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State v. Blacknall

October 16, 2009

STATE OF NEW JERSEY, PLAINTIFF-RESPONDENT,
v.
MICHAEL BLACKNALL, DEFENDANT-APPELLANT.



On appeal from Superior Court of New Jersey, Law Division, Monmouth County, Indictment No. 07-09-2118.

Per curiam.

NOT FOR PUBLICATION WITHOUT THE APPROVAL OF THE APPELLATE DIVISION

Submitted September 15, 2009

Before Judges Fuentes and Gilroy.

Defendant Michael Blacknall was tried before a jury and convicted of third-degree possession of cocaine, N.J.S.A. 2C:35-10a(1), and the petty disorderly person offense of harassment, N.J.S.A. 2C:33-4, as a lesser-included offense of third-degree attempting luring or enticing of an adult, N.J.S.A. 2C:13-7.*fn1 The court sentenced defendant to a term of four years on the third-degree drug possession conviction and to a concurrent thirty-day jail term on the petty disorderly person offense. The court also imposed the mandatory fines and penalties.

We gather the following facts from the evidence presented before the trial court.

Karen Esposito was the State's principal complaining witness. She testified that on May 26, 2007, she was walking through Lake Topanemus Park in the morning hours of the day when a man seated on a park bench called out to her. This man, later identified as defendant, asked Esposito to take his picture. When Esposito agreed, defendant handed her the camera, "took out $20 and said, 'Here's $20. Let's go over there,' and pointed towards the woods."

Because this request made her nervous, Esposito offered to take the picture where she was standing. According to Esposito, defendant responded by saying: "'No, no, no. Here's $20. Let's go over there', and pointed to the woods." Fearing for her safety, Esposito dropped the camera on defendant's lap; she then pretended that she saw her father's car, and told defendant that she would return immediately after she informed her father of her whereabouts. Esposito explained that defendant was insistent, however, stating: "No, no. We'll do it real quickly let's just do it now[,]" to which she responded "No, no. Wait here, I'll be right back." As she backed away, defendant asked for her name, to which she replied "Laura."

Esposito ran from the scene, eventually encountering a couple who were walking on a nearby pedestrian path. She asked them to remain with her as she called the police to report this incident. Officers James McNamara and Frank Mount responded to the park on a report of a woman being lured into the woods. The description of the individual given to police was a "black male, medium build, bald head, wearing blue shorts, sneakers and a blue tank top."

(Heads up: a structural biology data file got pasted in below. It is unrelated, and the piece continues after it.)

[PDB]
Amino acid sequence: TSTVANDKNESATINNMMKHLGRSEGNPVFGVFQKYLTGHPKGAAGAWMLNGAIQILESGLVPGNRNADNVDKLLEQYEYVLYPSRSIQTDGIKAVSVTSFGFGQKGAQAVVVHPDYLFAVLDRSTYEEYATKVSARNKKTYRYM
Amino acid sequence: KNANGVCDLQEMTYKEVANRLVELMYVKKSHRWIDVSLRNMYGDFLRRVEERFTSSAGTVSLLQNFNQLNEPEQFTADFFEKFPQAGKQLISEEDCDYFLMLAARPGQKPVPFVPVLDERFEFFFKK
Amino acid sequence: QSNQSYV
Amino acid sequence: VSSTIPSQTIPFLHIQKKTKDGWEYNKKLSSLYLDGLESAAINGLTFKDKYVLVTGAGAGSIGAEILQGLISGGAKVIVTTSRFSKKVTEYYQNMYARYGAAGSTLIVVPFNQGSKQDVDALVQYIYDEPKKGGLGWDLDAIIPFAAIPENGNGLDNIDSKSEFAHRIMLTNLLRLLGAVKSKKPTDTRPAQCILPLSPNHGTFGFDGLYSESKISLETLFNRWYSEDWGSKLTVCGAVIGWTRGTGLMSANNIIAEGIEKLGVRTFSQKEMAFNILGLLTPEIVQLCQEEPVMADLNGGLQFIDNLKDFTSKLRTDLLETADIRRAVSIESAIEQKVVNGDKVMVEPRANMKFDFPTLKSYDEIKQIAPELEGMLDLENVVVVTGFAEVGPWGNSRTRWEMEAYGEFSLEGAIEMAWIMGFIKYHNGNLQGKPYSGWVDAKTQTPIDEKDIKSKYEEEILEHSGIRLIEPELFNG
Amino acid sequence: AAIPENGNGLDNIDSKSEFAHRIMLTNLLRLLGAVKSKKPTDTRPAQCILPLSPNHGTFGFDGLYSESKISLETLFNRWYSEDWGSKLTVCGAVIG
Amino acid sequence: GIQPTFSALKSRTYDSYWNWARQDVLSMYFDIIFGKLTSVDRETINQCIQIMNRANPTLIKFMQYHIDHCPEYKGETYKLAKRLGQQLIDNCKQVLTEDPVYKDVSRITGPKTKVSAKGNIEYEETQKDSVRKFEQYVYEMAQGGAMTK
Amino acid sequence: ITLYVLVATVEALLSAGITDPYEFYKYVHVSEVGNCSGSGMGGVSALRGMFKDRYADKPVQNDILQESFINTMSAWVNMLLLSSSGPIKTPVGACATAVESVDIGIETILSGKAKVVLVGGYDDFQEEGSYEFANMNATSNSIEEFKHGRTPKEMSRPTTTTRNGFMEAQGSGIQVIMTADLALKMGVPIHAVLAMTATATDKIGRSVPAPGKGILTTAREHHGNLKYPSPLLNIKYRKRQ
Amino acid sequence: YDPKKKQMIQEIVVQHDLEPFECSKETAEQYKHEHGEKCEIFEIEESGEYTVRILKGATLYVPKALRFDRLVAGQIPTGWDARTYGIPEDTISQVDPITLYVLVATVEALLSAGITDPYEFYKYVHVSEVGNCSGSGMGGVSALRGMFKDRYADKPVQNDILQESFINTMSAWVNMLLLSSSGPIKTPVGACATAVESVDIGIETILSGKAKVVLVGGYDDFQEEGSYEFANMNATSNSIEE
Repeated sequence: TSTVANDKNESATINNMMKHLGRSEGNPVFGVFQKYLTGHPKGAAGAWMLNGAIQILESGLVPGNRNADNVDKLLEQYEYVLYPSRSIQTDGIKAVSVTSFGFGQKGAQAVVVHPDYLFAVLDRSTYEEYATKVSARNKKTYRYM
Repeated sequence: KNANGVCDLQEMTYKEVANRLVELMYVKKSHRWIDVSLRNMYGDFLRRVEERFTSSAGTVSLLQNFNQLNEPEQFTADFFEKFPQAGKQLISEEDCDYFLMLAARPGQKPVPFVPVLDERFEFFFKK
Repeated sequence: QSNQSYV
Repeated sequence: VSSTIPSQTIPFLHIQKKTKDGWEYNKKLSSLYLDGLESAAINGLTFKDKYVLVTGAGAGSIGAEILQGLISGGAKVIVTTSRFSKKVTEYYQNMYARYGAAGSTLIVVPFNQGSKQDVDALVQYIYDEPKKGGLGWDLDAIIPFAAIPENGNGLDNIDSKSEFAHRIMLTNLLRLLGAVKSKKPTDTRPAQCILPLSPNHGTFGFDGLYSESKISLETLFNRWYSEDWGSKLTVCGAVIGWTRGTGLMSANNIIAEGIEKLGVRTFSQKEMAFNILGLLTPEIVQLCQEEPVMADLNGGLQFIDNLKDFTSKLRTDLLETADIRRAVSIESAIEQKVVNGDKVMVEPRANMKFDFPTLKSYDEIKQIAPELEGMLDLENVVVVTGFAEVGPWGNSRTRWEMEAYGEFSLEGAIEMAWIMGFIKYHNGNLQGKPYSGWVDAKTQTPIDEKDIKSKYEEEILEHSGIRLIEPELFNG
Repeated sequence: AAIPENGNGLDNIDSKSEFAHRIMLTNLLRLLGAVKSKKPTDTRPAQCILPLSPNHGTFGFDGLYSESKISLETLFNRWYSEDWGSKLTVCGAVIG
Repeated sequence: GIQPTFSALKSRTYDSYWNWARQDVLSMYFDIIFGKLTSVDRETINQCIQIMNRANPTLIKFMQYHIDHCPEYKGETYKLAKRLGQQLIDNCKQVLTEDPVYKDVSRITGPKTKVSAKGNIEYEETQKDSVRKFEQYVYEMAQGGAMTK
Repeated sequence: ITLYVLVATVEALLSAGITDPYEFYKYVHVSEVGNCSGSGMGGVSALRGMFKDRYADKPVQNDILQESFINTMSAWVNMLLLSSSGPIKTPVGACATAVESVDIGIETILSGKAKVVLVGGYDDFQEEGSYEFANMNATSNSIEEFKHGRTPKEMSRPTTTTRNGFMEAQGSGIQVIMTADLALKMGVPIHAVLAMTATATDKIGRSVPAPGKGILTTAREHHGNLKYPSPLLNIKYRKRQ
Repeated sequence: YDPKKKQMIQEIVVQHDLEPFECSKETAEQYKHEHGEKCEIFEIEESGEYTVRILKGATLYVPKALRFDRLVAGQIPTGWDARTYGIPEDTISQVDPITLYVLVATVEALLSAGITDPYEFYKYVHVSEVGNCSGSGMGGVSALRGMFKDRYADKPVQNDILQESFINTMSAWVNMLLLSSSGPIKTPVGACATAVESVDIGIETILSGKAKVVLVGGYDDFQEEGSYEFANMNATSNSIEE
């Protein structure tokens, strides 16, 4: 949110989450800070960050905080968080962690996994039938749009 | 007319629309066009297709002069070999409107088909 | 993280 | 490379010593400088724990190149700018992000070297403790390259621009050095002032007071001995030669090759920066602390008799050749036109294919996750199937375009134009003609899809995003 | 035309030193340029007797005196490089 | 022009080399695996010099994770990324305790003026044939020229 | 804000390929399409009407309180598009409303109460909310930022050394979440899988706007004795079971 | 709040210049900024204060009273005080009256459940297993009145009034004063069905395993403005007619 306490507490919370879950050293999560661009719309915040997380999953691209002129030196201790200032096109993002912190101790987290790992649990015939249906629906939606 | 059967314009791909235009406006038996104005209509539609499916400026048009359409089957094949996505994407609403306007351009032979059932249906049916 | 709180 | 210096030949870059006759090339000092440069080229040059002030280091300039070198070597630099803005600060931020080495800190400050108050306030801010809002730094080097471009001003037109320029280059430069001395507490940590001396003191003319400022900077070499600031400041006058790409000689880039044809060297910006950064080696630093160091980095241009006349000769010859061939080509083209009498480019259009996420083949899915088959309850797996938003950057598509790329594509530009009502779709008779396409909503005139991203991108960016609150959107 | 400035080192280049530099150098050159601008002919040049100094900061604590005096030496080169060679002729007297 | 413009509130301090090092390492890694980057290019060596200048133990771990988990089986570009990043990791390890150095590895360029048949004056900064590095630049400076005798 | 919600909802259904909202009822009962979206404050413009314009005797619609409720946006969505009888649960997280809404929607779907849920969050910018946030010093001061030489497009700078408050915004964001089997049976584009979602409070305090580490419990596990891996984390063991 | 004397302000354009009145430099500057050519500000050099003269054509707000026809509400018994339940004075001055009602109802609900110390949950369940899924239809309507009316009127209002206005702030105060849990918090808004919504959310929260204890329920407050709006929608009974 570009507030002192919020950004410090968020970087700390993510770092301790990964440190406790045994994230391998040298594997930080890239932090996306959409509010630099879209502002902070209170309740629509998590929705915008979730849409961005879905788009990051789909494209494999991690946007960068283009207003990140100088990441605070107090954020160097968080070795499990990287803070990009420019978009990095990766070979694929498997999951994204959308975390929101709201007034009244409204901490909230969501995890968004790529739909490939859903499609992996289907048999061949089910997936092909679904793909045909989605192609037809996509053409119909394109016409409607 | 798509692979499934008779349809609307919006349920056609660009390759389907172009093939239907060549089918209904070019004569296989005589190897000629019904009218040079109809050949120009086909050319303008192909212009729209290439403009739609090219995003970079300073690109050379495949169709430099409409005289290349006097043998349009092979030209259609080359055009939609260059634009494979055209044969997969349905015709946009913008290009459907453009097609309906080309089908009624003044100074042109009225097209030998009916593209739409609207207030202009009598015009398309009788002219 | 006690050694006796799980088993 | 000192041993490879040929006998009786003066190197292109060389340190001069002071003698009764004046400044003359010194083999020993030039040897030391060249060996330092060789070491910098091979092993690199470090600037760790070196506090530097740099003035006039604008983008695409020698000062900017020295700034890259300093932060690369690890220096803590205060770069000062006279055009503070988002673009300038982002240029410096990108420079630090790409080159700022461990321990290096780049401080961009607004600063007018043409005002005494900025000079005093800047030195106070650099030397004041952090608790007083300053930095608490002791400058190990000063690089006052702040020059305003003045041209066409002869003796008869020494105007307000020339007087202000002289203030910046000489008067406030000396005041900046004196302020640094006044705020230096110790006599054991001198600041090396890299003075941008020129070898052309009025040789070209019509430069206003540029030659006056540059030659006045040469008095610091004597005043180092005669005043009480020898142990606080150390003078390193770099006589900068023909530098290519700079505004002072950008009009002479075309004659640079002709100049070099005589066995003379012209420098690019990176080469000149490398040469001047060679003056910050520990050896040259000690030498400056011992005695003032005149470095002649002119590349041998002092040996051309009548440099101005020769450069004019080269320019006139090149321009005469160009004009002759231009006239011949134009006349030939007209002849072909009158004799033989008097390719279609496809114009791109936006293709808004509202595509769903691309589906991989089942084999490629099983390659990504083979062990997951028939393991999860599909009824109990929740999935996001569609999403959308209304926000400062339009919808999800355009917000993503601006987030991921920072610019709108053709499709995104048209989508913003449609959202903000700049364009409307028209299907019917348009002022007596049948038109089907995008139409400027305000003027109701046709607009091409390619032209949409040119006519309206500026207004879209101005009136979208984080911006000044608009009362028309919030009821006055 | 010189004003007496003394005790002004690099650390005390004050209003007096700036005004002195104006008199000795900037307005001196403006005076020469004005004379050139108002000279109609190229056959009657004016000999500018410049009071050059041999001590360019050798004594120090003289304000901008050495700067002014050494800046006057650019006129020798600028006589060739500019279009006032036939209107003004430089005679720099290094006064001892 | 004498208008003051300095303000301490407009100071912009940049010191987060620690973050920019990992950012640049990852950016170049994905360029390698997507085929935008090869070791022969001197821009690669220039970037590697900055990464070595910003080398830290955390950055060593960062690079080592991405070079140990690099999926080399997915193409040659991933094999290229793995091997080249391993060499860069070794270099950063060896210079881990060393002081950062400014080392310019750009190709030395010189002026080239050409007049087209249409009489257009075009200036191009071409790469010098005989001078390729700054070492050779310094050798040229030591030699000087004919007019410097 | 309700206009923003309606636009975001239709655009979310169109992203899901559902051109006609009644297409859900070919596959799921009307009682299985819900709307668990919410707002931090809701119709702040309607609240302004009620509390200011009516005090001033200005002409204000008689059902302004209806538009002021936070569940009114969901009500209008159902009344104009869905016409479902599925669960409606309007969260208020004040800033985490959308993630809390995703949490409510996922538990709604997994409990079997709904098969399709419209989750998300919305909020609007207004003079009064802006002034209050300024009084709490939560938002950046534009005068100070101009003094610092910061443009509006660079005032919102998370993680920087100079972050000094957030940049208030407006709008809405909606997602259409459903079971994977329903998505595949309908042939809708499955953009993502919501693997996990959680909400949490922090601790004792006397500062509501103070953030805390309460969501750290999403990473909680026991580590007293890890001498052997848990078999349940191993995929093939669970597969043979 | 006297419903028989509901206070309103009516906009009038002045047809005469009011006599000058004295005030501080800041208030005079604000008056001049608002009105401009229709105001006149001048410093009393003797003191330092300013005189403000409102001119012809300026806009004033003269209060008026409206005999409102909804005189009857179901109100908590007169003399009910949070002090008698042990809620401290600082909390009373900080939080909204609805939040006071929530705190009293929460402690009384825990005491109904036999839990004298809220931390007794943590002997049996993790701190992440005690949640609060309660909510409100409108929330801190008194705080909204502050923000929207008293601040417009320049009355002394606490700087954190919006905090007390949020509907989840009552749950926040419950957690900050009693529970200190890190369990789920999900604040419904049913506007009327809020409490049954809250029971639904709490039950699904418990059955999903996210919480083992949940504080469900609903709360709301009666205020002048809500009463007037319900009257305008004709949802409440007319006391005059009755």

As he walked on the trail near Robertsville Road, McNamara saw a parked car. After he called in the vehicle's license plate number, McNamara continued walking until he came upon a man fitting Esposito's description sitting on a bench with his shorts partially down. McNamara noticed that the man had a blanket next to him.

At this point, defendant grabbed the blanket, stood up and turned away. McNamara drew his weapon and ordered defendant to drop the blanket; defendant was immediately handcuffed upon showing his hands. When the blanket fell to the ground, a part of defendant's genitals were exposed. With McNamara's assistance, defendant eventually pulled up his pants and sat down.

As these events unfolded, Officer Simonetti arrived at the scene in time to see "something get released from [defendant's] hand." This item was later identified as a "crack pipe" that tested positive for a trace amount of cocaine. Also found next to defendant were three pornographic magazines, a digital camera, a box of tissues, a lighter and a broken wire hanger that, according to McNamara, is used to clean crack pipes. The police also confirmed that the car parked nearby was registered to defendant.

Before advising defendant of his Miranda*fn2 rights, Simonetti asked defendant whether the items found nearby belonged to him, to which defendant responded "yes." Simonetti then asked defendant what he was doing at the park; defendant replied that he was just "hanging out."

Simonetti placed the items recovered in his patrol car for transportation to police headquarters. Despite its possible probative value, the lighter was discarded "because the jail [would not] take it."

Notwithstanding these preliminary pre-Miranda inquiries, the record shows that the arresting officers informed defendant of his rights under Miranda before transporting him to police headquarters. Once at headquarters, Simonetti again advised defendant of his Miranda rights, then asked defendant to initial and sign a standard Miranda waiver form at 11:19 a.m., approximately one hour from the point of arrest. The trial court found that defendant knowingly and voluntarily signed the waiver form.

Armed with defendant's written waiver of his rights under Miranda, Simonetti questioned defendant about his activities in the park that lead to his arrest. According to Simonetti, defendant said that "he was in the park playing with himself, masturbating. He was smoking ...


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